Baker said he had reached out to Rollins Monday morning to congratulate her. He didn’t say whom he might choose to succeed her but when asked what traits he would look for he listed “experience, intelligence, and some degree of support from the community.”
Rollins already has requested that Baker pick her first assistant, Daniel Mulhern, to succeed her as acting district attorney.
Baker, speaking at a State House press conference, said he would “certainly” ask Rollins who she recommends as a successor, as he has asked other departing officials in the past.
As US attorney, Rollins will be able to put her stamp on federal law enforcement priorities in the state. Her predecessor in the role, Andrew Lelling, focused on immigration and drug crimes but also prosecuted some high-profile white-collar crimes, including the “Varsity Blues” investigation of parents who bought admission into pricey colleges for their children.
“It’s a position where she can have a major positive influence on reform, policing, reforming prosecutions here in the Commonwealth but also at the federal level,” Harrington told the Globe in May.
Rollins, known for making unfiltered, off-the-cuff comments, sparked blowback last year after calling public defenders too privileged compared to their clients. She recently waded into a controversy surrounding Labor Secretary Martin J. Walsh’s handling of allegations of domestic violence against his pick for police commissioner in his final days as Boston mayor. “I think our former mayor left a very big mess for our acting mayor,” she said of Walsh in May.
Attorney General Maura Healey and the state ethics commission cleared Rollins of any wrongdoing stemming from an incident she faced in December when a Dorchester woman said she threatened her in the South Bay Shopping Center parking lot and activated her blue lights and siren. Days later, when a Boston 25 news crew later showed up at Rollins’s house to ask her about the incident, she launched an expletive-laden tirade, threatening to file a police report against the producer.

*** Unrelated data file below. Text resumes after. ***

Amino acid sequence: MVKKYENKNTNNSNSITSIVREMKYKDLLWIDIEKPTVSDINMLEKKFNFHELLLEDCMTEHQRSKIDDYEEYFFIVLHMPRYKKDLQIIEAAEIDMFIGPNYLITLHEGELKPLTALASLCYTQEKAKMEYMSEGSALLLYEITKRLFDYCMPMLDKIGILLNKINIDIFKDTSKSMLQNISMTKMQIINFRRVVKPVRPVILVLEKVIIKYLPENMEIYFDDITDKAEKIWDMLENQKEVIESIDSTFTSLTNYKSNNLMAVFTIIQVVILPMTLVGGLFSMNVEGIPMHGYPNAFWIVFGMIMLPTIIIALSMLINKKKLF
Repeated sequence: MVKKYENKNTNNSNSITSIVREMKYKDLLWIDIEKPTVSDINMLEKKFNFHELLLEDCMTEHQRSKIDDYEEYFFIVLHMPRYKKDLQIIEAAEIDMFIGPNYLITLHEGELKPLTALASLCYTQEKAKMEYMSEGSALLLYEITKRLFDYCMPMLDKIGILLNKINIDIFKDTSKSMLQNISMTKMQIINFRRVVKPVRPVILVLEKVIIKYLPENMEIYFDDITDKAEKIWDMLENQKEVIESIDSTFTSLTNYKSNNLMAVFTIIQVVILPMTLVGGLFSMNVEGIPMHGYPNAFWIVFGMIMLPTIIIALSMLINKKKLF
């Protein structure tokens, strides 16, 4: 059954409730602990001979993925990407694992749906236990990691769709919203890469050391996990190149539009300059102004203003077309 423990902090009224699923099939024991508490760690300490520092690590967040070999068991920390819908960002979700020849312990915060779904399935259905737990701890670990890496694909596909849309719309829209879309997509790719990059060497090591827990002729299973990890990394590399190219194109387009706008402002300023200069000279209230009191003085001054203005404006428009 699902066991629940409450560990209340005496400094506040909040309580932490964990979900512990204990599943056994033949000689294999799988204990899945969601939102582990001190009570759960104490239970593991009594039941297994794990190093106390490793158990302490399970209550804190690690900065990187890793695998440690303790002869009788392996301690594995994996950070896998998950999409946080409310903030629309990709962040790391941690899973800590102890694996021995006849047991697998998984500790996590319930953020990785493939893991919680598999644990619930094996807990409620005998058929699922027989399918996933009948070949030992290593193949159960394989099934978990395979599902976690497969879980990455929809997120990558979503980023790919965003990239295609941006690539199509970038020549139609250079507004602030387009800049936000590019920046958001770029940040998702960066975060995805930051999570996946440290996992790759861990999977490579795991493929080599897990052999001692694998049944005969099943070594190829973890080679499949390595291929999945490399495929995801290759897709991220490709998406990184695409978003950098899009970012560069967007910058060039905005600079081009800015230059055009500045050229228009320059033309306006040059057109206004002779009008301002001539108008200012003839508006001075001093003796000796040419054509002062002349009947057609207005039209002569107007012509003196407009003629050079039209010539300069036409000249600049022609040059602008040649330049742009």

While prosecutors, judges, and some in law enforcement criticized Rollins’s decision not to prosecute low-level crimes as district attorney, a recent study by the National Bureau of Economic Research suggests the policy has been a success: Far fewer people whose misdemeanor offenses were dropped before arraignment arereoffending compared to those who had their cases fully charged.
Some of Rollins’s fellow DAs say they also have not prosecuted low-level offenses, though it’s not as well known.
“Rachael’s appointment highlights not only the good work that’s she’s doing, but the good work we’ve been all doing for a number of years,” said Norfolk DA Michael Morrissey. “She brought attention to some serious issues.”
The US attorney’s office, according to people who work there, is a much more controlled environment than the DA’s office. The district attorney answers only to voters, while federal prosecutors are part of the Department of Justice, reporting to Attorney General Merrick Garland.
Rollins, who received her undergraduate degree at the University of Massachusetts Amherst and her law degree at Northeastern, has some experience in the federal system, serving as an assistant US attorney early in her career. She previously served as chief legal counsel to the Massachusetts Port Authority and general counsel to the Massachusetts Department of Transportation.
Boston Acting Mayor Kim Janey congratulated Rollins on her nomination.
“Rachael is an amazing woman; she’s an amazing public servant,” she said. “And I’m blessed to call her a sister in service in this work, and I have nothing to offer her but my deep, deep gratitude for the work that she has done.”
Carol Rose, executive director of the ACLU of Massachusetts, praised Rollins for moving to dismiss cases tainted by the drug lab scandal and for making “racial justice and fairness in our legal system” a priority.
Even police, a group with whom Rollins has clashed, issued largely positive statements in response to news of her nomination.
Colonel Christopher Mason, head of the Massachusetts State Police, called Rollins “a tough and passionate advocate for the people of Suffolk County.”
Acting Boston police commissioner Gregory Long called her nomination “prestigious and important.”